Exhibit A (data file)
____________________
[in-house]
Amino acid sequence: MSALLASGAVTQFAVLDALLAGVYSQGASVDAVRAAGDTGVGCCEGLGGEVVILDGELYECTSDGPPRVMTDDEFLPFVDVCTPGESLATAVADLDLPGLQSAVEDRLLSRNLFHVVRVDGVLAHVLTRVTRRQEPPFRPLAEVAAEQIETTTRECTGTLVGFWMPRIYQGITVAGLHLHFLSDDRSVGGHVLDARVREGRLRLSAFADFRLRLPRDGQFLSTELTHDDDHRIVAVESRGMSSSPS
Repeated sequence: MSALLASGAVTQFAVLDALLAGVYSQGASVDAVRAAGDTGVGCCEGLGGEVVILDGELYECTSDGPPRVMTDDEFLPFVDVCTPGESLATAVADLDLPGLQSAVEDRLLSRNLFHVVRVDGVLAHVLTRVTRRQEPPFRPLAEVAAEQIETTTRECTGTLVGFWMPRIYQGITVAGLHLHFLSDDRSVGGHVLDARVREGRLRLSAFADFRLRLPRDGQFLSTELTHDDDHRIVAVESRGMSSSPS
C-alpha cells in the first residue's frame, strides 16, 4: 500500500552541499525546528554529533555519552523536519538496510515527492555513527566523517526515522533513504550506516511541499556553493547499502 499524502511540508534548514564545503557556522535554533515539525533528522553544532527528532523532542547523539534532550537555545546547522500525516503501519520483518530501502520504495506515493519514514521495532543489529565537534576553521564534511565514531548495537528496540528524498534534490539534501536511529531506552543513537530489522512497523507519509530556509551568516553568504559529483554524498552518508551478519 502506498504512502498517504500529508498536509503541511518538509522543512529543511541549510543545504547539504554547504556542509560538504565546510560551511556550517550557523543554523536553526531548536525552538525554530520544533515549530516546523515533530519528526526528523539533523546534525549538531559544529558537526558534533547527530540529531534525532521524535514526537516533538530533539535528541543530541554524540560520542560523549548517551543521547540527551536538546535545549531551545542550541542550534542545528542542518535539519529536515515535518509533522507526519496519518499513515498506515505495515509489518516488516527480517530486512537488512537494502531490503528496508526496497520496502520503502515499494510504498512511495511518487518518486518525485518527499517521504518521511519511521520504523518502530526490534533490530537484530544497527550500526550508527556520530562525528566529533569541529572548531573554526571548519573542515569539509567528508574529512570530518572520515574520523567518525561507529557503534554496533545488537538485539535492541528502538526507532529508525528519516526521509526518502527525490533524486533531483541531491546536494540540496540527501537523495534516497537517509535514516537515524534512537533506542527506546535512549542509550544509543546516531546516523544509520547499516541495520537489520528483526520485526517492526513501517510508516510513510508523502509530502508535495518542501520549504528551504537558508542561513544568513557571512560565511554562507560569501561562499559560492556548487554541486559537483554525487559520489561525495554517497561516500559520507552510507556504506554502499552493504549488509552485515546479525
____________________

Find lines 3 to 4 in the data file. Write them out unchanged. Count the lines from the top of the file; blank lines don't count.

Repeated sequence: MSALLASGAVTQFAVLDALLAGVYSQGASVDAVRAAGDTGVGCCEGLGGEVVILDGELYECTSDGPPRVMTDDEFLPFVDVCTPGESLATAVADLDLPGLQSAVEDRLLSRNLFHVVRVDGVLAHVLTRVTRRQEPPFRPLAEVAAEQIETTTRECTGTLVGFWMPRIYQGITVAGLHLHFLSDDRSVGGHVLDARVREGRLRLSAFADFRLRLPRDGQFLSTELTHDDDHRIVAVESRGMSSSPS
C-alpha cells in the first residue's frame, strides 16, 4: 500500500552541499525546528554529533555519552523536519538496510515527492555513527566523517526515522533513504550506516511541499556553493547499502 499524502511540508534548514564545503557556522535554533515539525533528522553544532527528532523532542547523539534532550537555545546547522500525516503501519520483518530501502520504495506515493519514514521495532543489529565537534576553521564534511565514531548495537528496540528524498534534490539534501536511529531506552543513537530489522512497523507519509530556509551568516553568504559529483554524498552518508551478519 502506498504512502498517504500529508498536509503541511518538509522543512529543511541549510543545504547539504554547504556542509560538504565546510560551511556550517550557523543554523536553526531548536525552538525554530520544533515549530516546523515533530519528526526528523539533523546534525549538531559544529558537526558534533547527530540529531534525532521524535514526537516533538530533539535528541543530541554524540560520542560523549548517551543521547540527551536538546535545549531551545542550541542550534542545528542542518535539519529536515515535518509533522507526519496519518499513515498506515505495515509489518516488516527480517530486512537488512537494502531490503528496508526496497520496502520503502515499494510504498512511495511518487518518486518525485518527499517521504518521511519511521520504523518502530526490534533490530537484530544497527550500526550508527556520530562525528566529533569541529572548531573554526571548519573542515569539509567528508574529512570530518572520515574520523567518525561507529557503534554496533545488537538485539535492541528502538526507532529508525528519516526521509526518502527525490533524486533531483541531491546536494540540496540527501537523495534516497537517509535514516537515524534512537533506542527506546535512549542509550544509543546516531546516523544509520547499516541495520537489520528483526520485526517492526513501517510508516510513510508523502509530502508535495518542501520549504528551504537558508542561513544568513557571512560565511554562507560569501561562499559560492556548487554541486559537483554525487559520489561525495554517497561516500559520507552510507556504506554502499552493504549488509552485515546479525